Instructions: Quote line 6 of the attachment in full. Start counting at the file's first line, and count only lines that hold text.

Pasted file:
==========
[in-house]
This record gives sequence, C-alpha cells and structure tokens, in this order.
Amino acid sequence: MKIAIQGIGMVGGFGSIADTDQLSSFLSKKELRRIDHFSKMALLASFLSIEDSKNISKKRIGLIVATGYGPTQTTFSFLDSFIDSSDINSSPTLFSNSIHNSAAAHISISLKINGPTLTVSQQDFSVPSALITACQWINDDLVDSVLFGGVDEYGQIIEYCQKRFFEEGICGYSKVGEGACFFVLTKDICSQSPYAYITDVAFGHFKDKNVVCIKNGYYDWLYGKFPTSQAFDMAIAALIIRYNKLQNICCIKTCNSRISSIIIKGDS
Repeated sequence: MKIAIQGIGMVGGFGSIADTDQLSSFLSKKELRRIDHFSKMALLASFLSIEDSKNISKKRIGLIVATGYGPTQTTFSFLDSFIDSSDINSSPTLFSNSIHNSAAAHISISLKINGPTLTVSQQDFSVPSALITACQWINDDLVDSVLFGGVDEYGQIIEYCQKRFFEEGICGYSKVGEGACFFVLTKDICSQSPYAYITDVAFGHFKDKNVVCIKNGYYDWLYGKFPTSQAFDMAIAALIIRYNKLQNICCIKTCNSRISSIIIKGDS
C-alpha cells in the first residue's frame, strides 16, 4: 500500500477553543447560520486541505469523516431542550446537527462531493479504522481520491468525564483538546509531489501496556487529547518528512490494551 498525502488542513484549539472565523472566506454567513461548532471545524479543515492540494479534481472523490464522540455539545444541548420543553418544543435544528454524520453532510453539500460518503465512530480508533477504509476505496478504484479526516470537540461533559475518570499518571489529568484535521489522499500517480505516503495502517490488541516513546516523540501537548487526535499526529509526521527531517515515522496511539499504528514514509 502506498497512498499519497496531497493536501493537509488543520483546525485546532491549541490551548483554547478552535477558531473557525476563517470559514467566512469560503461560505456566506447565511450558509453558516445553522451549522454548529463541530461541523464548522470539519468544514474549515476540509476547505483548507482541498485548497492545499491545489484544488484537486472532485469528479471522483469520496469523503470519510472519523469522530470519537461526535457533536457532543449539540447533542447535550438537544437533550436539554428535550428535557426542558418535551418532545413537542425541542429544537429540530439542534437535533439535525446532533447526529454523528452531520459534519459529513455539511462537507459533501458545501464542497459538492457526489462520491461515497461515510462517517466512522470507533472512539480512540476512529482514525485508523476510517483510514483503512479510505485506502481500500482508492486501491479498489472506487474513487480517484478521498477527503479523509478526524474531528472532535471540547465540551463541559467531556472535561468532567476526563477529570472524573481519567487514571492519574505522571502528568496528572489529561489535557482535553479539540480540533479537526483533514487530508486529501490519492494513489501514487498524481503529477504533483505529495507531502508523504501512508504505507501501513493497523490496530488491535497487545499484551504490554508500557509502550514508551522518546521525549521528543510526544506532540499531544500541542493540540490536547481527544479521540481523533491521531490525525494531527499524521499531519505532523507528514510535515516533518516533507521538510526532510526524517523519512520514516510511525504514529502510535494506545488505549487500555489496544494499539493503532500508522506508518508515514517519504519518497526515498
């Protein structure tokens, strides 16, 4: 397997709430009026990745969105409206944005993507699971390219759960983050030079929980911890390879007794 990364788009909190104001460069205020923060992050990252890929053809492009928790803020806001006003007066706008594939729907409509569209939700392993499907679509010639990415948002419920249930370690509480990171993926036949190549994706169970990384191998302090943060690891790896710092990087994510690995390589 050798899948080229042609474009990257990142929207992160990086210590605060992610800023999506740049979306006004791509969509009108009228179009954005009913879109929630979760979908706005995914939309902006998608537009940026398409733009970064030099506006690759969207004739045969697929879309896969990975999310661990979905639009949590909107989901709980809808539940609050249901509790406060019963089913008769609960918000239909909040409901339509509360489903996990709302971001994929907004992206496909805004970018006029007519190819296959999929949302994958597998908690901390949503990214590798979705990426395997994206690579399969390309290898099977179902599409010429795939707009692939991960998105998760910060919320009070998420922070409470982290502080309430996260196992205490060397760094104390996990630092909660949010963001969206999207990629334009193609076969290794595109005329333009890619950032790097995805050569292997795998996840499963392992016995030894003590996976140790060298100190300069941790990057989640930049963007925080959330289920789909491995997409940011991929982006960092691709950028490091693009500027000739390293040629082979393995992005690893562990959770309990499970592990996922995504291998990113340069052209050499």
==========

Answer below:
């Protein structure tokens, strides 16, 4: 397997709430009026990745969105409206944005993507699971390219759960983050030079929980911890390879007794 990364788009909190104001460069205020923060992050990252890929053809492009928790803020806001006003007066706008594939729907409509569209939700392993499907679509010639990415948002419920249930370690509480990171993926036949190549994706169970990384191998302090943060690891790896710092990087994510690995390589 050798899948080229042609474009990257990142929207992160990086210590605060992610800023999506740049979306006004791509969509009108009228179009954005009913879109929630979760979908706005995914939309902006998608537009940026398409733009970064030099506006690759969207004739045969697929879309896969990975999310661990979905639009949590909107989901709980809808539940609050249901509790406060019963089913008769609960918000239909909040409901339509509360489903996990709302971001994929907004992206496909805004970018006029007519190819296959999929949302994958597998908690901390949503990214590798979705990426395997994206690579399969390309290898099977179902599409010429795939707009692939991960998105998760910060919320009070998420922070409470982290502080309430996260196992205490060397760094104390996990630092909660949010963001969206999207990629334009193609076969290794595109005329333009890619950032790097995805050569292997795998996840499963392992016995030894003590996976140790060298100190300069941790990057989640930049963007925080959330289920789909491995997409940011991929982006960092691709950028490091693009500027000739390293040629082979393995992005690893562990959770309990499970592990996922995504291998990113340069052209050499």